8. 8. Code Injection / Webshell • Servers are potentially just as vulnerable as endpoint computers, and they can be compromised using some of the same techniques. • Two attacks unique to servers are • Code injection • Webshells. • Code injection compromises a vulnerable web site by modifying requests to the site so they contain either scripting code or SQL code that is executed by the server without checking it. • If the server executes this code using administrative privileges, then the attackers can use the attack to take control of the server. • Once the attackers get control of the server, they can place a webshell into the server’s web site. • Webshell is a back door that allows attackers to come back to the server’s web site and execute commands directly on the server.
  9. 9. Code Injection / Webshells • Impact: • Gain the administrative control over an internet facing server • Provide backdoor into the enterprise that is always open and operational for the attacker • Data and information can be compromised • Methods and Consequences: • Commonly used techniques for code injection and Webshells is as follow: • Attacker toolkits is used which contain exploits designed to test internet facing web sites for vulnerabilities • Periodically re-scan the sites to catch vulnerabilities (due to bad patch or coding mistakes) • Once the vulnerability is found then starting exploitation of that vulnerability and compromise the server and then install backdoor • Potential Defense • Strict configuration control of internet-facing servers is the best defense • Periodically scan the web sites for the vulnerabilities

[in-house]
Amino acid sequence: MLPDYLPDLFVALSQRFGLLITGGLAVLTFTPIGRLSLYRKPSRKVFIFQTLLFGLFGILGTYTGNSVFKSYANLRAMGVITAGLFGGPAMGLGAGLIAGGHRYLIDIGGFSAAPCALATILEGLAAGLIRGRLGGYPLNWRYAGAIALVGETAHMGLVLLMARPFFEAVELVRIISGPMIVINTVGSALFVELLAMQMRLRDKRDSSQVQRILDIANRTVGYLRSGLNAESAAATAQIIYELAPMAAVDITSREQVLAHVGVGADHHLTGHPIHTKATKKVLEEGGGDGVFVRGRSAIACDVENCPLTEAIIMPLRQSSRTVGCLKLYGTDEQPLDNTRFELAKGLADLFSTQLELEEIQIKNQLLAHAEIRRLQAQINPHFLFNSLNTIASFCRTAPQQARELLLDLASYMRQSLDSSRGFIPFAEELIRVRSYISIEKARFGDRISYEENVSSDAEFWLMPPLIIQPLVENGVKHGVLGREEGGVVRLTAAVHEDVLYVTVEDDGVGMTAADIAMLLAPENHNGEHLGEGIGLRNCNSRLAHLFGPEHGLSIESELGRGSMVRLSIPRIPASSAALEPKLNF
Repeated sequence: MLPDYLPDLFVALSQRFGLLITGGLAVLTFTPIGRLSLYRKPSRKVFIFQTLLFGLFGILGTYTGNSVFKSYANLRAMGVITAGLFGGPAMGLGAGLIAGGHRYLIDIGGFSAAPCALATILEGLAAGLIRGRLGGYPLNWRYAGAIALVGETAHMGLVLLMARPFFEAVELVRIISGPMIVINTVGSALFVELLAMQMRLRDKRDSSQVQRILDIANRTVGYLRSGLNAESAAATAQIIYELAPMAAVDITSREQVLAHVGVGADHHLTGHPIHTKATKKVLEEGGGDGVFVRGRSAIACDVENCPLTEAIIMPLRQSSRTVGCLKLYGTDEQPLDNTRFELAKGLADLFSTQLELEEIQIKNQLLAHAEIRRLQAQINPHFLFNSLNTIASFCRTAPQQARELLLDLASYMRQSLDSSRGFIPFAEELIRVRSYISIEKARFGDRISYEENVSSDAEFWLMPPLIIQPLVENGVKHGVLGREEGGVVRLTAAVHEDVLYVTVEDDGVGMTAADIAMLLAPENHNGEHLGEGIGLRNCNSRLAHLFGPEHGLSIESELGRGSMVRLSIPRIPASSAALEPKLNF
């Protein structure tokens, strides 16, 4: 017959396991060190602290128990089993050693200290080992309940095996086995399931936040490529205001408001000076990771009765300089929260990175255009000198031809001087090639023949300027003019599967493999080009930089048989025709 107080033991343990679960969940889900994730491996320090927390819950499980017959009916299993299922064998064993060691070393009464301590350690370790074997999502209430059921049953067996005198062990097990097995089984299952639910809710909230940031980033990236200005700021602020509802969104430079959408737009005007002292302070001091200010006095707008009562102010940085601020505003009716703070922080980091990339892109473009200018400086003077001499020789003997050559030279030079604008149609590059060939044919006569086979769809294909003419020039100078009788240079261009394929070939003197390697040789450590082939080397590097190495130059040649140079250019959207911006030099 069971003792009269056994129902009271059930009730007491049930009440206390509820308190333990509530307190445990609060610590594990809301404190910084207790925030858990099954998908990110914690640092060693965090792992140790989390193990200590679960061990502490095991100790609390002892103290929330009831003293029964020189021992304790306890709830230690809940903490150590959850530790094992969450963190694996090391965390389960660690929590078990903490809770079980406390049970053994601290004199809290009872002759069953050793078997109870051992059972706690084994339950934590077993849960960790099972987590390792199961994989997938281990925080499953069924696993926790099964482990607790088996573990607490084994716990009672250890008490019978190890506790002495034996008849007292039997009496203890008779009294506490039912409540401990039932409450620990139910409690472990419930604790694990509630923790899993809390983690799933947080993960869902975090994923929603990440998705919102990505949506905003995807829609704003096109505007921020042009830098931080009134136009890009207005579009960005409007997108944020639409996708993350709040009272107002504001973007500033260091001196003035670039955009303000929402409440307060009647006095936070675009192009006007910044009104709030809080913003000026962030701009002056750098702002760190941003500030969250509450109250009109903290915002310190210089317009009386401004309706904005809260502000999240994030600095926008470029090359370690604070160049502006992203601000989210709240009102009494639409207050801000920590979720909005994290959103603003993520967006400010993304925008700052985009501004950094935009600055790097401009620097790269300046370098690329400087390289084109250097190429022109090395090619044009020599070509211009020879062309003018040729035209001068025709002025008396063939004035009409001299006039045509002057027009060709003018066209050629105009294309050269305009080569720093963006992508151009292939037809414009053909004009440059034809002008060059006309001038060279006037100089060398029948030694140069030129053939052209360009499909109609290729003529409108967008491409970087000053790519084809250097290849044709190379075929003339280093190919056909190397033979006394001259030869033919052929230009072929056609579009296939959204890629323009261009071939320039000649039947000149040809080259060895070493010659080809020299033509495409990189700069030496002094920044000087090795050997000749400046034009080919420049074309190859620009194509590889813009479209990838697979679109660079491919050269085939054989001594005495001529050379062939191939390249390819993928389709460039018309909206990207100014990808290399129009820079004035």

10. 10. Keylogging / Session Hijacking • Keylogging: can be used to capture usernames and passwords of accounts with single-factor authentication, • Session hijacking: can be used to exploit accounts protected by multi- factor authentication. • Once attackers gain control of a victim’s endpoint computer, they can use a variety of methods to gain use of the victim’s online accounts.
  11. 11. Keylogging / Session Hijacking • Impact: • Gain control over the victim’s online account • This control include • Victim’s address book • E-mail • Financial account and money • Methods and Consequences: • Commonly used techniques for keylogging and session hijacking is as follow: • Finding methods to install keylogger in victim’s system • If successful, then the attacker will know each and every button pressed by the victim • Attacker will wait, until the credentials found • Once these logons occurred, attackers can impersonate the user and make use of the accounts • Potential Defense • Secure endpoint to never be infected in the first place • Use unprivileged accounts • Protect end system by Anti-virus, anti-malware, intrusion prevention etc • Use multi-factor authentication systems
  12. 12. Pass-the-Hash and Pass-the-Ticket • Pass-the-hash and pass-the-ticket are attack techniques that enable attackers to exploit credentials on an enterprise network. • These credentials are stored in computer memory and on hard drives. • These attacks effectively bypass the authentication mechanism of certain enterprise applications.